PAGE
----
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Titled with his customary forward-thinking optimism, The Way Up is Pat Metheny's first project for Nonesuch Records. For all its intricacy, this ambitious group endeavor, a single extended composition in four parts, brings to mind the earliest, and comparatively simpler, works of the guitarist composer when he first established a four-piece band under his own name back in 1978.
The lyricism that has drawn and retained listeners for close to thirty years appears in abundance here, but there's also plenty of space. Not just for reflectionon the part of those hearing it as well as the musicians playing itbut for the kind of challenging improvisation that makes the CD worth playing over and over. Especially at the outset of "Part # 2," in the transition from somewhat abrasive tones reminiscent of Metheny's use of synclavier on Offramp (ECM, 1981), the sweetly melancholy sounds of Gregoire Maret on harmonica simultaneously expand the band's sound and serve to retrench: keyboardist/composer Lyle Mays often used electric keyboards to generate similar sounds on PMG albums such as Travels (ECM, 1982). The contribution of another band member is not an insignificant development for Metheny's ongoing conception of his Group as a more democratic ensemble.
At this point in his career, Pat Metheny has developed an expansive palette of musical motifs that he can rightfully call his own. Accordingly, he can effectively pick and choose which elements to emphasize for any given project. The success of The Way Up is that the process of conception as well as execution sounds so natural, rather than contrived for effect. It becomes a winning exercise in moving music based on the interaction between some splendid musicians (though Mays takes more of a supporting role here than on past projects). It's important to note this CD-length composition, recorded in crystalline clarity as well as depth of sound (by engineer Rob Eaton, who's worked with Metheny for some time), is decidedly lacking in empty melodrama. By the time you've finished hearing it, having listened to liquid electric guitars, percussion and the gentle wafting of Cuong Vu's horn, you almost wonder where he time went.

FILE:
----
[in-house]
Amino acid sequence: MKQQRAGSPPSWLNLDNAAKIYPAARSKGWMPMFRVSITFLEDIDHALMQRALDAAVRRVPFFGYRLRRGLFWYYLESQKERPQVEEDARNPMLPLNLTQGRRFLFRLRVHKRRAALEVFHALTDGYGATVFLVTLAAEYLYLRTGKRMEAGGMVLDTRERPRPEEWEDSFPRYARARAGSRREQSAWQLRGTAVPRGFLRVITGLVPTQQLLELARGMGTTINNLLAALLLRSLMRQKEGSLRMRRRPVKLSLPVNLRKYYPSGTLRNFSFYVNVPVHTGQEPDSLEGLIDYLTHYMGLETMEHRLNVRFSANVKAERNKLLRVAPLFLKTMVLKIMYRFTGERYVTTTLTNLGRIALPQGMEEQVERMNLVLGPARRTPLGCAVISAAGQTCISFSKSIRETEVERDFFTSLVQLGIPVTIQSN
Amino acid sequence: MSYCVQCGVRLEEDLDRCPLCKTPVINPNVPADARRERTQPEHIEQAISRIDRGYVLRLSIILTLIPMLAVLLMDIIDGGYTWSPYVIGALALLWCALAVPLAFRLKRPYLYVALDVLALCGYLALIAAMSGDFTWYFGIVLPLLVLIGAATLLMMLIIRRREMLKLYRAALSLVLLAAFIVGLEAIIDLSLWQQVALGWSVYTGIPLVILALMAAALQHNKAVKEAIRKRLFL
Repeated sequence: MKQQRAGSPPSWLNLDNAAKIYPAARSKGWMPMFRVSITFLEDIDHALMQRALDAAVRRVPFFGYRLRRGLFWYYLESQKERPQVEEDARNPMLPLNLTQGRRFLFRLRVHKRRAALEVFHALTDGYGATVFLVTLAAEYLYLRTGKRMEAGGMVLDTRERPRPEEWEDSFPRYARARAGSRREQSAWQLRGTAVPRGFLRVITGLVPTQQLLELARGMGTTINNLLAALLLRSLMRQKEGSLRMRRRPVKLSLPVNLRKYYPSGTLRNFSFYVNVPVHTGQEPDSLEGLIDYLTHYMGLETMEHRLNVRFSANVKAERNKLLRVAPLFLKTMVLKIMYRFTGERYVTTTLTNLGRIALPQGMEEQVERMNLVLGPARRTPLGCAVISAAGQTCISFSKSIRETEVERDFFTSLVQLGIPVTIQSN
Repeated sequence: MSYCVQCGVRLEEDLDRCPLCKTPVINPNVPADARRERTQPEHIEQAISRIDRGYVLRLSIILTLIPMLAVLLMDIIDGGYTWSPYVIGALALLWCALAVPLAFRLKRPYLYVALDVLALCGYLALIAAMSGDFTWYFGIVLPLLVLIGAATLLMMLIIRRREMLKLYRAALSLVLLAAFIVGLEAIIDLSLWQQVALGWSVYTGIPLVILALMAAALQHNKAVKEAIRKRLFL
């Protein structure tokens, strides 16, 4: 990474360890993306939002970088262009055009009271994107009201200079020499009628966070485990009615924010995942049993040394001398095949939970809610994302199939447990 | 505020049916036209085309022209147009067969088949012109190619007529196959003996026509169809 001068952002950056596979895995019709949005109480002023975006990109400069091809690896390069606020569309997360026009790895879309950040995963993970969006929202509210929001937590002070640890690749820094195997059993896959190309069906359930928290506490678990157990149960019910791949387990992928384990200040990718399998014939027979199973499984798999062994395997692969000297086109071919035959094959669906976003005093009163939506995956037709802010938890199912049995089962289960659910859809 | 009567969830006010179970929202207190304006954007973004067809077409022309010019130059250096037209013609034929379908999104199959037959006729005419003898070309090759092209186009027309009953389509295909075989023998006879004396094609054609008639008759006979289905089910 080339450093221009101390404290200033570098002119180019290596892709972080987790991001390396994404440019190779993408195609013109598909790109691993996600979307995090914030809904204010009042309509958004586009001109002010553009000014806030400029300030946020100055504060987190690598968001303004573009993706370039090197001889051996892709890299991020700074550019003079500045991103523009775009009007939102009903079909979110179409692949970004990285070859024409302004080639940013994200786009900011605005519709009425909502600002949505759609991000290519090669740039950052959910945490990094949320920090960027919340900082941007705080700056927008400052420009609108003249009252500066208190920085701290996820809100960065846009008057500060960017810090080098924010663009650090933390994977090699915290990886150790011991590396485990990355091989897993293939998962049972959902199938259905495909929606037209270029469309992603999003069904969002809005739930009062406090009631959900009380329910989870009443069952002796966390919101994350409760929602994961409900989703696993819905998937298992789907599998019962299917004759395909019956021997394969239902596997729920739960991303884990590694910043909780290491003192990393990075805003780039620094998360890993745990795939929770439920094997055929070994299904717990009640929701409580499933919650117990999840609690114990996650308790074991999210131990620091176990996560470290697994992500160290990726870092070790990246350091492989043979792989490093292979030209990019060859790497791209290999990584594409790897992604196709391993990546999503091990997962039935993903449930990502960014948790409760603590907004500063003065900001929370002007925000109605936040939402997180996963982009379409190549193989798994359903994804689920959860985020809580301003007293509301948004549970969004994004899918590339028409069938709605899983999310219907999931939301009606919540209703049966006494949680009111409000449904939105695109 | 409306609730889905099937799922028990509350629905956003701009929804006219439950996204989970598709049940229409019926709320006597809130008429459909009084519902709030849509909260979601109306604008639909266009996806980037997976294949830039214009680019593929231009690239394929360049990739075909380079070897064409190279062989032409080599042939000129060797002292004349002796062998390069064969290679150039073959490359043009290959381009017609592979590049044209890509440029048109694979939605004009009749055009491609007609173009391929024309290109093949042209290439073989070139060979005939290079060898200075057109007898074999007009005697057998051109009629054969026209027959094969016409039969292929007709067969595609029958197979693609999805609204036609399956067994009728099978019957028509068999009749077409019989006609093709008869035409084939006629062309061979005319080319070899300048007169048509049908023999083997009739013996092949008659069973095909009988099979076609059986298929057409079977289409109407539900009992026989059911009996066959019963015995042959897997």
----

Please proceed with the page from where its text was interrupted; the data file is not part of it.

Hard-core jazzers as well as younger alternative-minded fans might find Metheny's work such as this too pretty for its own good, or simply too sterile. Yet there's a certain spartan economy to this recording that derives from years of experience in many different realmsincluding a tenure in vibraphonist Gary Burton's group and work with famed bassist Jaco Pastoriusthat allows Metheny to recognize that which is essential in both his writing and his playing. Other projects, such as the more open-ended trio endeavors, may seem more interesting on the surface and in practice. But The Way Up is one of those recordings that, as evidence of continuing progression on the part of its leader, make you glad to be alive at the same time as a creative artist such as Pat Metheny.
Track Listing: Opening; Part One; Part Two; Part Three.
Personnel: Pat Metheny: Acoustic, electric, synth and slide guitars; Lyle
Mays: acoustic piano, keyboards; Steve Rodby: acoustic and electric basses, cellos; Cuong Vu: trumpet,
voice; Gregoire Maret: harmonica; Antonio Sanchez: drums Guests: David Samuels (percussion);
Richard Bona (percussion, voice).
I was first exposed to jazz when I was studying at the University of Puerto Rico. Nearby, I found a little record shop where the music coming from the store (Taller de Jazz Don Pedro) made me stop. I walked down the short stairs and towards the music and learned that the music playing was Clifford Brown and Max Roach
I was first exposed to jazz when I was studying at the University of Puerto Rico. Nearby, I found a little record shop where the music coming from the store (Taller de Jazz Don Pedro) made me stop. I walked down the short stairs and towards the music and learned that the music playing was Clifford Brown and Max Roach. I fell in love with it. I wondered around until the owner (Pedro Soto) asked if I needed help. He then introduced me to John Coltrane, Miles Davis, Gerry Mulligan and the rest is history. I walked out of the store with my first jazz recording: Clifford Brown and Max Roach at Basin Street.